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10 S.Y.B.I.L. 19 (2006)
Power and Justice: Third World Resistance in International Law

handle is hein.journals/singa10 and id is 29 raw text is: © 2006 Singapore Year Book of International Law and Contributors

ARTICLES
POWER AND JUSTICE: THIRD WORLD RESISTANCE IN
INTERNATIONAL LAW
by M. SORNARAJAH*
The new wave of neo-conservative views on international law seems reminiscent of the past of
international law when it was used to justify colonialism and the exploitation of resources of
the areas subject to colonialism. One may observe that there is a greater astuteness in the use
of international law to secure the interests of the powerful than in the past when suppression
through force was considered legitimate. In the modern world, international law has become
the tool by which the objectives of the powerful can be realised. But opposition to such use has
quickly set in and the rules made through power have come to be challenged. Such challenges
are mounted not only by the less powerful states but increasingly by transnationally organised
groups which seek to counter the norms supported by the powerful through the articulation of
norms supported by justice. This tussle is what will shape the future course of international
law. This article surveys areas of international law which have been affected by the tussle and
indicates how outcomes are to be assessed.
I. INTRODUCTION
The end of the Cold War made the Third World seemingly irrelevant in terms of international
relations and international law. During the Cold War, the contest for the Third World
between the superpowers enabled the collective exertion of the power of the states which
had been created through the ending of colonialism, to have an influence in the shaping
of international norms. China, though not a state created through the processes of self-
determination, played a leading role through solidarity with the newly independent states
of Africa and Asia in advancing the causes espoused by these states which, together with the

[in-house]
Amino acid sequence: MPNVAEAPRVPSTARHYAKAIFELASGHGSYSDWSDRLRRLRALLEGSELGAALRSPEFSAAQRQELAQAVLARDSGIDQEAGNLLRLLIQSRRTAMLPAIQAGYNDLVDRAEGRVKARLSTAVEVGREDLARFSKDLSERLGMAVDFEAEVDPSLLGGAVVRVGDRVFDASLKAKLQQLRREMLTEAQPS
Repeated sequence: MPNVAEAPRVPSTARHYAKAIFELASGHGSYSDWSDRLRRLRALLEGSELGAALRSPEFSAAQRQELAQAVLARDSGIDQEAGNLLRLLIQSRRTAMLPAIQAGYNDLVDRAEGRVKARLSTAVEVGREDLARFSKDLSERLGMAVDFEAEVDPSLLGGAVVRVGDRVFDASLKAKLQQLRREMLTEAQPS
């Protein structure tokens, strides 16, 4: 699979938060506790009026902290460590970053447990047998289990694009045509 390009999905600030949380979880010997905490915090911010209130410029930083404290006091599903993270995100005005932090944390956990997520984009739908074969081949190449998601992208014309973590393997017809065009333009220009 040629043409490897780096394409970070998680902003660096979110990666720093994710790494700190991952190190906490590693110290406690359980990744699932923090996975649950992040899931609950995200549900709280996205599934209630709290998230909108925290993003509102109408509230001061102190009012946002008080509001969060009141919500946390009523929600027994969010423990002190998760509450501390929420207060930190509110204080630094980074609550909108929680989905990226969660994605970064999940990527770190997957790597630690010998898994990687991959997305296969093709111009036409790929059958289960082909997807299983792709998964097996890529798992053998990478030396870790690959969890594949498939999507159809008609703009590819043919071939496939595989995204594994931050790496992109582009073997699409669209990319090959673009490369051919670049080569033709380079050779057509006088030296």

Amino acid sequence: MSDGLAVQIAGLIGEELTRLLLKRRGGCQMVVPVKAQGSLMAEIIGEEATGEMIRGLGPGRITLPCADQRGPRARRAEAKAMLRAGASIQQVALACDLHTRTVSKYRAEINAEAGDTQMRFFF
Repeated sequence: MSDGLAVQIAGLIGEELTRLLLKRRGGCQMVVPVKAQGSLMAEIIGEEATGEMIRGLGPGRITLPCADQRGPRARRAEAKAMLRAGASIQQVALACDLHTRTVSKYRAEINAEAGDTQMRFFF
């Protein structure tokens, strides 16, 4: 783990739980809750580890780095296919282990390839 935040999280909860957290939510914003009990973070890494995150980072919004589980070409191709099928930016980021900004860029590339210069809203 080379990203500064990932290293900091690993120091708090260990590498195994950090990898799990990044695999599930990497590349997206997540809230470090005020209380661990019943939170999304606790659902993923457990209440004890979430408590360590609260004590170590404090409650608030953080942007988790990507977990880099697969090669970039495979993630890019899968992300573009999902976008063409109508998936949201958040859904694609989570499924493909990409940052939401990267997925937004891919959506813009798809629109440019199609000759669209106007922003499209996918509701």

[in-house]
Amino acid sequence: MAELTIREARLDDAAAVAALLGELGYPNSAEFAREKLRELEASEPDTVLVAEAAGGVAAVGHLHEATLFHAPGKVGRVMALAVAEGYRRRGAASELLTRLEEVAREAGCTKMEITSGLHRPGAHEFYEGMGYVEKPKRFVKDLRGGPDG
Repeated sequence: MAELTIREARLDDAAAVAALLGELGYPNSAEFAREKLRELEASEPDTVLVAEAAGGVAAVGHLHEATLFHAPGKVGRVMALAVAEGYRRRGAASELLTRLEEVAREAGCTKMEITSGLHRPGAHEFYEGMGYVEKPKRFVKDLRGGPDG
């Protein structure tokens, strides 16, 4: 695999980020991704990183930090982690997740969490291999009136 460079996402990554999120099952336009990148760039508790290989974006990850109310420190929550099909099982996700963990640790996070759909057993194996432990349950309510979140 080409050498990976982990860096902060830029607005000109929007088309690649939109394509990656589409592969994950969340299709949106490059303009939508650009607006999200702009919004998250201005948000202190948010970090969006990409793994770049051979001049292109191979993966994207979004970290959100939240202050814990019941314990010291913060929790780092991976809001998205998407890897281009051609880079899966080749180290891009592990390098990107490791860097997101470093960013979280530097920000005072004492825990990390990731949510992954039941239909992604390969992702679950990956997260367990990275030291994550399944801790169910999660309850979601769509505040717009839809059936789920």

developing states of Latin America, collectively came to be described as the Third World. In
the heyday of the unity of the Third World, the impact of this cohesion was felt in the shaping
of international norms. These included the principle of self-determination which ended
colonialism,' the doctrine of permanent sovereignty over natural resources2 and a package
of norms referred to as the New International Economic Order.3 Structural inequities in the
international economic system were identified and there was a clamour for their correction.
In the area of international trade, just prices for commodities and preferential access to
*  LLM (Yale) PhD, LLD (London), C.J. Koh Professor of Law, Faculty of Law, National University of Singapore.
The literature is vast. See, e.g., Antonio Cassese, Self Determination of Peoples: A Legal Appraisal (Oxford:
Oxford University Press, 1995); Christian Tomuschat, ed., Modern Law of Self-Determination (The Hague:
Martinus Nijhoff, 1993).
2   Nico Schrijver, Sovereignty over Natural Resources: Balancing Rights and Duties (Cambridge: Cambridge
University Press, 1997); M. S. Rajan, Sovereignty over Natural Resources (New Jersey: Humanities Press,
1978).
3  Jagdish Bhagwati, ed., The New International Economic Order: The North South Dialogue (Cambridge,
Mass.: MIT Press, 1977); Mohamed Bedjaoui, Towards a New International Economic Order (New York:
Holmes & Meier, 1979).

(2006) 10 SYBIL 19-57

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